A revaluation of business rates will no longer take place in 2021 to help reduce uncertainty for firms affected by the impacts of coronavirus, Communities Secretary Robert Jenrick has announced.
Legislation had been introduced to bring the next revaluation forward by one year from 2022 to 2021, but following the recent economic impacts of the coronavirus pandemic ministers want to ensure businesses have more certainty during this difficult time.
The Non-Domestic Rating (Lists) Bill 2017-19 has been put aside so as things stand the current legislative compilation date for the Revaluation is 1st April 2022. This is because the Local Government Finance Act 1988 s.41(2) requires 5-yearly revaluations and the current rating list was compiled on 1st April 2017.
The valuation date for the Revaluation has already been set in law as 1 April 2019 (see The Rating Lists (Valuation Date) (England) Order 2018) so that is the date the Valuation Office Agency has been working to for the new rating list. So without legislative change the Revaluation will come into force on 1st April 2022 with all the new rateable values based on 1st April 2019 now making Covid-19 appeals very important irrespective of any rates holiday ratepayers might be enjoying.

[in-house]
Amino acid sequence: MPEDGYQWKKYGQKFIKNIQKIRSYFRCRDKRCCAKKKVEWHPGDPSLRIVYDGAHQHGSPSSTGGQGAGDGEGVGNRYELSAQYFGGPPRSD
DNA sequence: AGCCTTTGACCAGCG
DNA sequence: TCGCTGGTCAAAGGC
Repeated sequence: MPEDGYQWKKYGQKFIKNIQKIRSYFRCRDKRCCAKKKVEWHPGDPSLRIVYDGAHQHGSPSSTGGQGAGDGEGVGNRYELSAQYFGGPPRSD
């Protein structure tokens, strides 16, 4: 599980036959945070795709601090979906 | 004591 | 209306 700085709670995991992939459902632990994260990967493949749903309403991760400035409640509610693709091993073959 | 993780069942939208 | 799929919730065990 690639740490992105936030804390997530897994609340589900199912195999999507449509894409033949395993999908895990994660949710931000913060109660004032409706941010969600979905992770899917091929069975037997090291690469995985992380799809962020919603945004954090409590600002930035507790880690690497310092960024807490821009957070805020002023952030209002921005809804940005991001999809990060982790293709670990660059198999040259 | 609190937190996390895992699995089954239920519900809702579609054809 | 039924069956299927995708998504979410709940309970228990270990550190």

Jenrick said: “We have listened to businesses and their concerns about the timing of the 2021 business rates revaluation and have acted to end that uncertainty by postponing the change.
“Now is the time for us to continue to focus on supporting businesses affected by the pandemic, including through our unprecedented package of almost £10 billion in business rates relief.
The government is continuing work on the fundamental review of business rates, with the key aims of reducing the overall burden on businesses, improving the current business rates system, and considering more fundamental changes in the medium-to-long term. The call for evidence for the review will be published in the coming months.”
The postponement comes on top of the government’s support package for business and workers including:
- businesses are set to receive a discount of almost £10 billion on their rates bills this financial year in response to coronavirus, after the business rates retail discount was increased to 100% from 50% for 2020 to 2021
- over £12 billion for local authorities to deliver grants of up to £25,000 to eligible businesses. As of 3 May, over £8.6 billion has been paid out to over 697,000 business properties
- protections for UK high street shops and other companies under strain will be protected from aggressive rent collection and asked to pay what they can during the coronavirus pandemic
- the Coronavirus Job Retention Scheme where small and large employers will be eligible to apply for a government grant of 80% of workers’ salaries up to £2,500 a month, backdated to March 1 and available for at least 3 months. The first grants have been paid.
- a deferral of the next quarter of VAT payments for firms, until the end of June – representing a £30 billion injection into the economy
- a total of £330 billion worth of government backed and guaranteed loans to support businesses